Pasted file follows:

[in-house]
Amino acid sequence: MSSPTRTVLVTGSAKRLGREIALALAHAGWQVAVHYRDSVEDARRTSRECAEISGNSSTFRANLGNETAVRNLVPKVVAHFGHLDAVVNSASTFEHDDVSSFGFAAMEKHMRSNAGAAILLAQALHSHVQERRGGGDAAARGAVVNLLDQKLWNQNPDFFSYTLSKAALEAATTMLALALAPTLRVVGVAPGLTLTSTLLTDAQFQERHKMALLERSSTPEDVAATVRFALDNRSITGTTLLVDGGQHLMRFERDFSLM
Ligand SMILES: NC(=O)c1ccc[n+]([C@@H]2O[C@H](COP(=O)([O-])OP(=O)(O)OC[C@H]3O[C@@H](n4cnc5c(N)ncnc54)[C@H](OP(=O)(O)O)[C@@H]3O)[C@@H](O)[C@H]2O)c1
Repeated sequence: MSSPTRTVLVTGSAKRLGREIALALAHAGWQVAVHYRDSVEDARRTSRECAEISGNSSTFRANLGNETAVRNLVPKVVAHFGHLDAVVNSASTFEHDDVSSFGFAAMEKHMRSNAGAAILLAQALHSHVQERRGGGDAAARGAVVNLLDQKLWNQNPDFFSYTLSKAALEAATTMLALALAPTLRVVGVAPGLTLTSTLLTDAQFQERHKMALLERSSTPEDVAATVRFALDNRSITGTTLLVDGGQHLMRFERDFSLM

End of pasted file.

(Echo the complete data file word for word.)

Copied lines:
[in-house]
Amino acid sequence: MSSPTRTVLVTGSAKRLGREIALALAHAGWQVAVHYRDSVEDARRTSRECAEISGNSSTFRANLGNETAVRNLVPKVVAHFGHLDAVVNSASTFEHDDVSSFGFAAMEKHMRSNAGAAILLAQALHSHVQERRGGGDAAARGAVVNLLDQKLWNQNPDFFSYTLSKAALEAATTMLALALAPTLRVVGVAPGLTLTSTLLTDAQFQERHKMALLERSSTPEDVAATVRFALDNRSITGTTLLVDGGQHLMRFERDFSLM
Ligand SMILES: NC(=O)c1ccc[n+]([C@@H]2O[C@H](COP(=O)([O-])OP(=O)(O)OC[C@H]3O[C@@H](n4cnc5c(N)ncnc54)[C@H](OP(=O)(O)O)[C@@H]3O)[C@@H](O)[C@H]2O)c1
Repeated sequence: MSSPTRTVLVTGSAKRLGREIALALAHAGWQVAVHYRDSVEDARRTSRECAEISGNSSTFRANLGNETAVRNLVPKVVAHFGHLDAVVNSASTFEHDDVSSFGFAAMEKHMRSNAGAAILLAQALHSHVQERRGGGDAAARGAVVNLLDQKLWNQNPDFFSYTLSKAALEAATTMLALALAPTLRVVGVAPGLTLTSTLLTDAQFQERHKMALLERSSTPEDVAATVRFALDNRSITGTTLLVDGGQHLMRFERDFSLM